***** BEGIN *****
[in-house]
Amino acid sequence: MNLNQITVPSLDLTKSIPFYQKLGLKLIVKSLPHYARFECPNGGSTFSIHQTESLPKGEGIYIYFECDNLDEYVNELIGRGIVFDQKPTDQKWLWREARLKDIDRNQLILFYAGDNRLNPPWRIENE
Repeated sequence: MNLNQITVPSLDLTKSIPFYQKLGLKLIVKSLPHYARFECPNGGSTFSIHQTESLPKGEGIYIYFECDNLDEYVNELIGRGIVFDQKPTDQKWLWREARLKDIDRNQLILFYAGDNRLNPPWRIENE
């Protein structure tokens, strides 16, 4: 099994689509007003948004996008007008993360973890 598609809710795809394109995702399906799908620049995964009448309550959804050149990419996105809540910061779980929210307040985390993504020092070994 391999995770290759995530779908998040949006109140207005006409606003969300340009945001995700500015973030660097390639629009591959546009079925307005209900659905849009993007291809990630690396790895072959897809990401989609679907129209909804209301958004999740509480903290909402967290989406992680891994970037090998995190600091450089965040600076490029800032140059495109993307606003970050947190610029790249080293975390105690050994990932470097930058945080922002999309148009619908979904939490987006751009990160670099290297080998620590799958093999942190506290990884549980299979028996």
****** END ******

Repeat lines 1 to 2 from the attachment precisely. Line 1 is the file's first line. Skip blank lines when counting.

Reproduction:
[in-house]
Amino acid sequence: MNLNQITVPSLDLTKSIPFYQKLGLKLIVKSLPHYARFECPNGGSTFSIHQTESLPKGEGIYIYFECDNLDEYVNELIGRGIVFDQKPTDQKWLWREARLKDIDRNQLILFYAGDNRLNPPWRIENE